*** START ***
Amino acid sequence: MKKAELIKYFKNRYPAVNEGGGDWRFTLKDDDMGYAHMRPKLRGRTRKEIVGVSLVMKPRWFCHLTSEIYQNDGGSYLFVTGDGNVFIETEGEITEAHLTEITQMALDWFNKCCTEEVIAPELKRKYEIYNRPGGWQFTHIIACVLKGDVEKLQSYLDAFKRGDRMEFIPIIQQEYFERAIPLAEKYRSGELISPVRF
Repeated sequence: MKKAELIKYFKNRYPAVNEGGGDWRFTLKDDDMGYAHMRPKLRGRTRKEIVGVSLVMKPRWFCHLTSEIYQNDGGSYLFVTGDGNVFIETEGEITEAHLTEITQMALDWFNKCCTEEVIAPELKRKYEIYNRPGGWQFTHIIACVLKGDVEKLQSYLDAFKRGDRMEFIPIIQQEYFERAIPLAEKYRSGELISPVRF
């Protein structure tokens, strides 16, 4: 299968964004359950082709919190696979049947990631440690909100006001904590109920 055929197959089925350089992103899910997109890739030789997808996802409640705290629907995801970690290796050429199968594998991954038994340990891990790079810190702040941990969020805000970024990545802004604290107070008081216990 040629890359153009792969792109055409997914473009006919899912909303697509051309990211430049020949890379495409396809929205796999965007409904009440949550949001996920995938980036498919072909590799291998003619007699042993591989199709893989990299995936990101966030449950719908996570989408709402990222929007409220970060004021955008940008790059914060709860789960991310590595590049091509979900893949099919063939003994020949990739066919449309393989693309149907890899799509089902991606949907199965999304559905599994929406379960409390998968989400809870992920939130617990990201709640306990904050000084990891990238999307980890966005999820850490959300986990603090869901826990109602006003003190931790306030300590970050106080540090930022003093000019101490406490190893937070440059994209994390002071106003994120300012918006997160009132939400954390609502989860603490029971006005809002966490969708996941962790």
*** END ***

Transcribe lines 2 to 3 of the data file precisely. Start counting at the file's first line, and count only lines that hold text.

Repeated sequence: MKKAELIKYFKNRYPAVNEGGGDWRFTLKDDDMGYAHMRPKLRGRTRKEIVGVSLVMKPRWFCHLTSEIYQNDGGSYLFVTGDGNVFIETEGEITEAHLTEITQMALDWFNKCCTEEVIAPELKRKYEIYNRPGGWQFTHIIACVLKGDVEKLQSYLDAFKRGDRMEFIPIIQQEYFERAIPLAEKYRSGELISPVRF
């Protein structure tokens, strides 16, 4: 299968964004359950082709919190696979049947990631440690909100006001904590109920 055929197959089925350089992103899910997109890739030789997808996802409640705290629907995801970690290796050429199968594998991954038994340990891990790079810190702040941990969020805000970024990545802004604290107070008081216990 040629890359153009792969792109055409997914473009006919899912909303697509051309990211430049020949890379495409396809929205796999965007409904009440949550949001996920995938980036498919072909590799291998003619007699042993591989199709893989990299995936990101966030449950719908996570989408709402990222929007409220970060004021955008940008790059914060709860789960991310590595590049091509979900893949099919063939003994020949990739066919449309393989693309149907890899799509089902991606949907199965999304559905599994929406379960409390998968989400809870992920939130617990990201709640306990904050000084990891990238999307980890966005999820850490959300986990603090869901826990109602006003003190931790306030300590970050106080540090930022003093000019101490406490190893937070440059994209994390002071106003994120300012918006997160009132939400954390609502989860603490029971006005809002966490969708996941962790």